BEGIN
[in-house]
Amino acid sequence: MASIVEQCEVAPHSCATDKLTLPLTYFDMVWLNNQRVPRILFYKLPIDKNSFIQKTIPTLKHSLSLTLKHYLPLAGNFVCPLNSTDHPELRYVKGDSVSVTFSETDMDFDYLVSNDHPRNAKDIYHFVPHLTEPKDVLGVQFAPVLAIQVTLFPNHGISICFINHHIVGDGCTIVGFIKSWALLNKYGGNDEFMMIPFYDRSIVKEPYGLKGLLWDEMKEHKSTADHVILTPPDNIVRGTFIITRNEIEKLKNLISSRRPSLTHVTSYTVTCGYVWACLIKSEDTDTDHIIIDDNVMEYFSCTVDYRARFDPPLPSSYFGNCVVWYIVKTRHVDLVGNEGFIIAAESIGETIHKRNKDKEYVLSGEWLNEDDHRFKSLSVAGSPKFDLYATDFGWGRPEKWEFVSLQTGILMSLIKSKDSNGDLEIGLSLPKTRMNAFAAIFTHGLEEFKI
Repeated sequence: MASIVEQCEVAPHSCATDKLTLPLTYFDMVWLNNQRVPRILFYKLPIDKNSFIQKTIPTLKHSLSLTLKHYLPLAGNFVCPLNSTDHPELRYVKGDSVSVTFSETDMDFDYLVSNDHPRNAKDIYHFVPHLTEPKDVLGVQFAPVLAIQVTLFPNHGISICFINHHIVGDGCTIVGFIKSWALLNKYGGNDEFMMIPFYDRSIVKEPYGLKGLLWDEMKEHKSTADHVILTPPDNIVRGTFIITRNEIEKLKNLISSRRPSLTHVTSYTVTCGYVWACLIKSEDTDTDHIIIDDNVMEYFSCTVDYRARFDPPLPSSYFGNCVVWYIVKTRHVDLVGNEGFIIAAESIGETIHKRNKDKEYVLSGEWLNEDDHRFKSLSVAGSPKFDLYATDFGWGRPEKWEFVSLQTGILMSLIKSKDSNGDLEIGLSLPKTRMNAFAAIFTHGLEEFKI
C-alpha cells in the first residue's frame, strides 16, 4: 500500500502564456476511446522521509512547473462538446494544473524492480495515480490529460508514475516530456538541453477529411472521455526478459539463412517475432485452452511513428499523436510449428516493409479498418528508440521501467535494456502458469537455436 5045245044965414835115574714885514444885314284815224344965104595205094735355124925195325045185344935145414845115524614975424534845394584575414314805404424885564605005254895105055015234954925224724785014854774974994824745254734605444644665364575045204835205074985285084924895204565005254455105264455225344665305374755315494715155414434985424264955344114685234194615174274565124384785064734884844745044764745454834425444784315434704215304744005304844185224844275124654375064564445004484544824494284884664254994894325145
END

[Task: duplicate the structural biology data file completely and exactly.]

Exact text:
[in-house]
Amino acid sequence: MASIVEQCEVAPHSCATDKLTLPLTYFDMVWLNNQRVPRILFYKLPIDKNSFIQKTIPTLKHSLSLTLKHYLPLAGNFVCPLNSTDHPELRYVKGDSVSVTFSETDMDFDYLVSNDHPRNAKDIYHFVPHLTEPKDVLGVQFAPVLAIQVTLFPNHGISICFINHHIVGDGCTIVGFIKSWALLNKYGGNDEFMMIPFYDRSIVKEPYGLKGLLWDEMKEHKSTADHVILTPPDNIVRGTFIITRNEIEKLKNLISSRRPSLTHVTSYTVTCGYVWACLIKSEDTDTDHIIIDDNVMEYFSCTVDYRARFDPPLPSSYFGNCVVWYIVKTRHVDLVGNEGFIIAAESIGETIHKRNKDKEYVLSGEWLNEDDHRFKSLSVAGSPKFDLYATDFGWGRPEKWEFVSLQTGILMSLIKSKDSNGDLEIGLSLPKTRMNAFAAIFTHGLEEFKI
Repeated sequence: MASIVEQCEVAPHSCATDKLTLPLTYFDMVWLNNQRVPRILFYKLPIDKNSFIQKTIPTLKHSLSLTLKHYLPLAGNFVCPLNSTDHPELRYVKGDSVSVTFSETDMDFDYLVSNDHPRNAKDIYHFVPHLTEPKDVLGVQFAPVLAIQVTLFPNHGISICFINHHIVGDGCTIVGFIKSWALLNKYGGNDEFMMIPFYDRSIVKEPYGLKGLLWDEMKEHKSTADHVILTPPDNIVRGTFIITRNEIEKLKNLISSRRPSLTHVTSYTVTCGYVWACLIKSEDTDTDHIIIDDNVMEYFSCTVDYRARFDPPLPSSYFGNCVVWYIVKTRHVDLVGNEGFIIAAESIGETIHKRNKDKEYVLSGEWLNEDDHRFKSLSVAGSPKFDLYATDFGWGRPEKWEFVSLQTGILMSLIKSKDSNGDLEIGLSLPKTRMNAFAAIFTHGLEEFKI
C-alpha cells in the first residue's frame, strides 16, 4: 500500500502564456476511446522521509512547473462538446494544473524492480495515480490529460508514475516530456538541453477529411472521455526478459539463412517475432485452452511513428499523436510449428516493409479498418528508440521501467535494456502458469537455436 5045245044965414835115574714885514444885314284815224344965104595205094735355124925195325045185344935145414845115524614975424534845394584575414314805404424885564605005254895105055015234954925224724785014854774974994824745254734605444644665364575045204835205074985285084924895204565005254455105264455225344665305374755315494715155414434985424264955344114685234194615174274565124384785064734884844745044764745454834425444784315434704215304744005304844185224844275124654375064564445004484544824494284884664254994894325145